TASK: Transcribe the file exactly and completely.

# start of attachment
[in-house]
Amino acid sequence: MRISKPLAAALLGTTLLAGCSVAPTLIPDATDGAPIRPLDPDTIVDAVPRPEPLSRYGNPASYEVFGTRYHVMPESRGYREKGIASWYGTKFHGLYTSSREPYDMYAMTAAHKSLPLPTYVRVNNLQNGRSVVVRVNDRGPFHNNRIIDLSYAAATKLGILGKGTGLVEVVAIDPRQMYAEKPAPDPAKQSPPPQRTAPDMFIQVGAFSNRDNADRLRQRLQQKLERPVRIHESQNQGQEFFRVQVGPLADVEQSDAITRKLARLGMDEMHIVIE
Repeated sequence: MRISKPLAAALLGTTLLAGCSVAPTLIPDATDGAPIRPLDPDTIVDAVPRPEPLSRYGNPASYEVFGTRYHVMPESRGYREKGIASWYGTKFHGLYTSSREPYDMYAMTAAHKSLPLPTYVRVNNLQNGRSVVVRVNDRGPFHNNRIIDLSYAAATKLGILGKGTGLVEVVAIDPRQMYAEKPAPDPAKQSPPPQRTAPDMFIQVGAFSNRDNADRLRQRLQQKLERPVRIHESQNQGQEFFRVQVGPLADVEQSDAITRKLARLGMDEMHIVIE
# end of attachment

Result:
[in-house]
Amino acid sequence: MRISKPLAAALLGTTLLAGCSVAPTLIPDATDGAPIRPLDPDTIVDAVPRPEPLSRYGNPASYEVFGTRYHVMPESRGYREKGIASWYGTKFHGLYTSSREPYDMYAMTAAHKSLPLPTYVRVNNLQNGRSVVVRVNDRGPFHNNRIIDLSYAAATKLGILGKGTGLVEVVAIDPRQMYAEKPAPDPAKQSPPPQRTAPDMFIQVGAFSNRDNADRLRQRLQQKLERPVRIHESQNQGQEFFRVQVGPLADVEQSDAITRKLARLGMDEMHIVIE
Repeated sequence: MRISKPLAAALLGTTLLAGCSVAPTLIPDATDGAPIRPLDPDTIVDAVPRPEPLSRYGNPASYEVFGTRYHVMPESRGYREKGIASWYGTKFHGLYTSSREPYDMYAMTAAHKSLPLPTYVRVNNLQNGRSVVVRVNDRGPFHNNRIIDLSYAAATKLGILGKGTGLVEVVAIDPRQMYAEKPAPDPAKQSPPPQRTAPDMFIQVGAFSNRDNADRLRQRLQQKLERPVRIHESQNQGQEFFRVQVGPLADVEQSDAITRKLARLGMDEMHIVIE